Saturday, April 14, 2012

Talkin' the Talk

Over the 30 months or so that I've been teaching ESL classes, I can't say how many times I've heard something like this: "I can understand you, teacher, but I can't understand the fluent English speakers out there." If encouraged, the students who make this comment will share a theory for why this is so.  Many say that Americans speak "too fast".  Some say that the people they talk to are using "bad English".  A few tell me that they learned British English and are having trouble making the transition to American English. (I heard this one just two days ago!) While there's a nugget of truth in each of these theories, I think there's more to it than that.

"Too fast" is true enough.  Learners certainly need extra processing time.  But fast English (i.e., fluent English spoken at a natural pace) also includes reductions and linking -- and whole chunks of "understood" information are sometimes just left out entirely!

Some students equate informal speech with uneducated or unrefined ("bad") speech.  They're right that informal speech is inappropriate in many contexts and they would be wise to err on the side of formality unless they're very comfortable with the situation they're in.  But even if my students were able to produce beautiful formal speech, they would still need to be aware of the ins and outs of casual speech because that's going to comprise much of their input when they go out there.  And it's not limited to uneducated speakers!  Once, when a fellow teacher came to observe a class I asked him to drop the teacher talk and repeat an exchange we had just had at a natural pace.  My class of beginners was shocked.  I hope it wasn't too traumatizing for them!  I tried to assure them that we would crack the code together ...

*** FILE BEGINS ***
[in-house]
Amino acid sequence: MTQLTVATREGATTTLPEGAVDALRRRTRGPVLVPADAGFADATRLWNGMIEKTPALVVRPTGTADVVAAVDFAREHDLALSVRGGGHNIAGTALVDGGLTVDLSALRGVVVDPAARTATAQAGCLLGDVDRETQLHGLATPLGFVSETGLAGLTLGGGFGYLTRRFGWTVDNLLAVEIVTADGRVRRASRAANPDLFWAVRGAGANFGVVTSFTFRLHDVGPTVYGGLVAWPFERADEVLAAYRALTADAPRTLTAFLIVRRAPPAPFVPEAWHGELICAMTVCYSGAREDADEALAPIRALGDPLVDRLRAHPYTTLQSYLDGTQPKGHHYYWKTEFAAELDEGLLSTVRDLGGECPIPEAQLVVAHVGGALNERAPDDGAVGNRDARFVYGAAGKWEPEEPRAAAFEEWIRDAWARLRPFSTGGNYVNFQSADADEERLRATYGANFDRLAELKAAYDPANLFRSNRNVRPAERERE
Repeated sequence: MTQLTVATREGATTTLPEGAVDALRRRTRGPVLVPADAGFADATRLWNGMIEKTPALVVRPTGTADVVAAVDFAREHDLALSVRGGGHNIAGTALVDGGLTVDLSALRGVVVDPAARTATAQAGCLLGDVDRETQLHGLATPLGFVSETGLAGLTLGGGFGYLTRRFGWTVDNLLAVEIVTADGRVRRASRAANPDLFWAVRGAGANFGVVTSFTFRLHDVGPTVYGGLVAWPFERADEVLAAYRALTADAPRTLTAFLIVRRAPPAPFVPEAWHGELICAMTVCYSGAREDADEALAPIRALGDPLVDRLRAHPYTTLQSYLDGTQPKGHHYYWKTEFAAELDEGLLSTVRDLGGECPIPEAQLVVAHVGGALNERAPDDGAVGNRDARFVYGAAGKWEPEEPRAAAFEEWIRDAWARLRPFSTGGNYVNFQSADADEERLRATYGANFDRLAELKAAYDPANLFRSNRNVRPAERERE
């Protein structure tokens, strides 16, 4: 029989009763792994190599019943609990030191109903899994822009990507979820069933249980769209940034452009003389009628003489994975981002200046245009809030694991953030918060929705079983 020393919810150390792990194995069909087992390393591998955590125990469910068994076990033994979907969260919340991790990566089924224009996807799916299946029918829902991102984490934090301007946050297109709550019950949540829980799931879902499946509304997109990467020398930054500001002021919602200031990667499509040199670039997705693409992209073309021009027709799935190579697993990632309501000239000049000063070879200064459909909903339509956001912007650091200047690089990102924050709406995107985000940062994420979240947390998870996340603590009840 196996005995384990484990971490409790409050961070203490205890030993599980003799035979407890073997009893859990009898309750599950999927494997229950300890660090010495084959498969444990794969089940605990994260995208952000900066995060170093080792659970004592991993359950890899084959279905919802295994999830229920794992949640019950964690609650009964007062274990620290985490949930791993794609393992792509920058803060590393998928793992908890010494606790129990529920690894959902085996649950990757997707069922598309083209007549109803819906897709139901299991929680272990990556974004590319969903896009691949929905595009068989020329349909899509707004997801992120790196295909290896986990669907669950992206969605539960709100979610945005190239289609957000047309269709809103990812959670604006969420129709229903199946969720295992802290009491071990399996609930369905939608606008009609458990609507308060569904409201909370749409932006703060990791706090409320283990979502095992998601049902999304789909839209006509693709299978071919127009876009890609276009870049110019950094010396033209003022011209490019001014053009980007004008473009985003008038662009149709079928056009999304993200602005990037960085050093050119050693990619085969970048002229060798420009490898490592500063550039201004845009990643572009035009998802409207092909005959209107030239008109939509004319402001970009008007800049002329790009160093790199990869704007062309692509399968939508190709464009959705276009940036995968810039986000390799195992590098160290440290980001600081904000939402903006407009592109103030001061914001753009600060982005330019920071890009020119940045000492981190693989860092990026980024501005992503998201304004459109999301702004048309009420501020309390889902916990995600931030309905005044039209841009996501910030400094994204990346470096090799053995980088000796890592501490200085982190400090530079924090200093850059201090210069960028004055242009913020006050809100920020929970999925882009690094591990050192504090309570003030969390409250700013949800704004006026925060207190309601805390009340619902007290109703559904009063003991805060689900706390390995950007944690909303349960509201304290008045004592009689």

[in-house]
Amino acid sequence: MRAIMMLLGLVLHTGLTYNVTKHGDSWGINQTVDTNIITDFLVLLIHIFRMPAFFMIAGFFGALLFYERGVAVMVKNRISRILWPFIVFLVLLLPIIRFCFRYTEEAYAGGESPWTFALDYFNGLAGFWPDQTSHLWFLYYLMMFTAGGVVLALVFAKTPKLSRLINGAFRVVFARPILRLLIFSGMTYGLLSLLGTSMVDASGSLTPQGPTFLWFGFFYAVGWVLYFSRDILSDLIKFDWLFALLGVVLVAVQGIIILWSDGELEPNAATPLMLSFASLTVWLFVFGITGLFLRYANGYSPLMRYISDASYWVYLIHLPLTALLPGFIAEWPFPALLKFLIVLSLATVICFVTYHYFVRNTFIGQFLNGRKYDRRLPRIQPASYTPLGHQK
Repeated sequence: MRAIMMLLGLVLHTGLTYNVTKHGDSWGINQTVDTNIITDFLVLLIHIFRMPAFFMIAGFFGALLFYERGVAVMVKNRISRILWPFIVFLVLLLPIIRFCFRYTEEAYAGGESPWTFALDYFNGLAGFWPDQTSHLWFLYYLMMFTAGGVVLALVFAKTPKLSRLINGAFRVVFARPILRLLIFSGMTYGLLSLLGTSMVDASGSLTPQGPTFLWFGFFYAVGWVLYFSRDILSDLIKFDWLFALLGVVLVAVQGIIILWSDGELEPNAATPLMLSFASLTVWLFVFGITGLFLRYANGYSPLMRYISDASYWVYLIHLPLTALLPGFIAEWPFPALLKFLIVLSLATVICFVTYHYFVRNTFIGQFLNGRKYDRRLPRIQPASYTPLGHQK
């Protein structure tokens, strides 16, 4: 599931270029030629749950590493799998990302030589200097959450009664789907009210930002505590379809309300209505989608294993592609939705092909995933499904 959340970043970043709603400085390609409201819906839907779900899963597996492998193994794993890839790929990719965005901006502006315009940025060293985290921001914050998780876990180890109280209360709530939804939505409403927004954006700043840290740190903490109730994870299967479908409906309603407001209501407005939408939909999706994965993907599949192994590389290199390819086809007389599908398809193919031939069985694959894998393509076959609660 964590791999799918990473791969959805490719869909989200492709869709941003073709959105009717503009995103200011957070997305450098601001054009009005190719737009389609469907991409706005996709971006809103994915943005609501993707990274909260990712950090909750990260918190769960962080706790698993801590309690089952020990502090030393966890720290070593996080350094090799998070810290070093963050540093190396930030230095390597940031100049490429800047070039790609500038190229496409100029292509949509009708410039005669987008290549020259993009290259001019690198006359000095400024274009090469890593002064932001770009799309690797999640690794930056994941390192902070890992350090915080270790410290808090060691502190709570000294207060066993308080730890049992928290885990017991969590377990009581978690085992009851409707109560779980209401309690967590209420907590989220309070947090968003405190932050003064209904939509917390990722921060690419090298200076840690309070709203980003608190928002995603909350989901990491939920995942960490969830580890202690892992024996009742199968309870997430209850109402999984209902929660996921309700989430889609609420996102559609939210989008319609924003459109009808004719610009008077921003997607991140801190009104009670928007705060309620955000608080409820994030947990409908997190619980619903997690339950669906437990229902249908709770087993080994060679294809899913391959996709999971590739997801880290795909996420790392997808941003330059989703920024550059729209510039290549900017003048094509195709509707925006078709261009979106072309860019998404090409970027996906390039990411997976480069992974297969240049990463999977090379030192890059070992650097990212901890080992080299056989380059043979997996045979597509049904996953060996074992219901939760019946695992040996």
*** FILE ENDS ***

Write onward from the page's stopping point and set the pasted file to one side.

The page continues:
Finally, my students from India (and others) learn a version of English that they see as British English.  What I notice in class is that there's occasionally a question about vocabulary or the pronunciation of a particular word, but other than that I don't think that "British" is their primary comprehension problem.  My Indian students (mostly from Kerala) don't speak a stress-timed English. They not only have trouble understanding American English but they struggle with being understood, even when they use otherwise fine construction.

What it all boils down to is that I see a need for much more attention to spoken English in ESL classes like mine. The newer textbooks on my shelf do include jazz chants and notes about "gonna" and "wanna" but it usually seems to be an afterthought.  I spend a lot more time on it in class than other teachers I know, but I would love more tips and ideas for helping my students.  Which brings me (finally!) to one of the presentations I particularly appreciated at the TESOL convention.